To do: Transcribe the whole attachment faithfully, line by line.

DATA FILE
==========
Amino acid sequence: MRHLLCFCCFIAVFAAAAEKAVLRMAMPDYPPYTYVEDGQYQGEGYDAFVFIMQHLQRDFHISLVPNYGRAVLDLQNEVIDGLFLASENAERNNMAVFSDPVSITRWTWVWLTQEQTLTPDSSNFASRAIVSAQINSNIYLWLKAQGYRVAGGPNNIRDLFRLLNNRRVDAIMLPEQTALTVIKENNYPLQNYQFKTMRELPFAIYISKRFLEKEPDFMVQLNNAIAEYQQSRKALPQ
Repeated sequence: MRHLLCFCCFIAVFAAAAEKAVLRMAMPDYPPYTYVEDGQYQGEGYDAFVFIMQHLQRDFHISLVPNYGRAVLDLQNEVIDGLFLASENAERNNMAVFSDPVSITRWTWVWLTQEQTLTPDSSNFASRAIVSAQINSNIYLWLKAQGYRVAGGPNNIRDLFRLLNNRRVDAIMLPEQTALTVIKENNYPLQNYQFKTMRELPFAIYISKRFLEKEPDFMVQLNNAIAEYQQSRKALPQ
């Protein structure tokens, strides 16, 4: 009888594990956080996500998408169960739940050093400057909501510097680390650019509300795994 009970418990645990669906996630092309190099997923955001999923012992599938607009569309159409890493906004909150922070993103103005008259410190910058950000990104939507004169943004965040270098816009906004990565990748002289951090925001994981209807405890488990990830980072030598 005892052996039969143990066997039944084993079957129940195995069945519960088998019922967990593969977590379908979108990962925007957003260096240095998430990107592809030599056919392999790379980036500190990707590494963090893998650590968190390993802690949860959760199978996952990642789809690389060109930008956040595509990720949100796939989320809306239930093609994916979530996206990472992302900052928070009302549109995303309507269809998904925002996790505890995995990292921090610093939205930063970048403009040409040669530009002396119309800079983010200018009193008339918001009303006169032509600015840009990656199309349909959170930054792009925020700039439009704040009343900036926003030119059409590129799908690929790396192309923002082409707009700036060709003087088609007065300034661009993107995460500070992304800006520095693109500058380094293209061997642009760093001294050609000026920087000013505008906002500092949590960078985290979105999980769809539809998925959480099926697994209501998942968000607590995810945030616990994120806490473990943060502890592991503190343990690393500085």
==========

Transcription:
Amino acid sequence: MRHLLCFCCFIAVFAAAAEKAVLRMAMPDYPPYTYVEDGQYQGEGYDAFVFIMQHLQRDFHISLVPNYGRAVLDLQNEVIDGLFLASENAERNNMAVFSDPVSITRWTWVWLTQEQTLTPDSSNFASRAIVSAQINSNIYLWLKAQGYRVAGGPNNIRDLFRLLNNRRVDAIMLPEQTALTVIKENNYPLQNYQFKTMRELPFAIYISKRFLEKEPDFMVQLNNAIAEYQQSRKALPQ
Repeated sequence: MRHLLCFCCFIAVFAAAAEKAVLRMAMPDYPPYTYVEDGQYQGEGYDAFVFIMQHLQRDFHISLVPNYGRAVLDLQNEVIDGLFLASENAERNNMAVFSDPVSITRWTWVWLTQEQTLTPDSSNFASRAIVSAQINSNIYLWLKAQGYRVAGGPNNIRDLFRLLNNRRVDAIMLPEQTALTVIKENNYPLQNYQFKTMRELPFAIYISKRFLEKEPDFMVQLNNAIAEYQQSRKALPQ
């Protein structure tokens, strides 16, 4: 009888594990956080996500998408169960739940050093400057909501510097680390650019509300795994 009970418990645990669906996630092309190099997923955001999923012992599938607009569309159409890493906004909150922070993103103005008259410190910058950000990104939507004169943004965040270098816009906004990565990748002289951090925001994981209807405890488990990830980072030598 005892052996039969143990066997039944084993079957129940195995069945519960088998019922967990593969977590379908979108990962925007957003260096240095998430990107592809030599056919392999790379980036500190990707590494963090893998650590968190390993802690949860959760199978996952990642789809690389060109930008956040595509990720949100796939989320809306239930093609994916979530996206990472992302900052928070009302549109995303309507269809998904925002996790505890995995990292921090610093939205930063970048403009040409040669530009002396119309800079983010200018009193008339918001009303006169032509600015840009990656199309349909959170930054792009925020700039439009704040009343900036926003030119059409590129799908690929790396192309923002082409707009700036060709003087088609007065300034661009993107995460500070992304800006520095693109500058380094293209061997642009760093001294050609000026920087000013505008906002500092949590960078985290979105999980769809539809998925959480099926697994209501998942968000607590995810945030616990994120806490473990943060502890592991503190343990690393500085």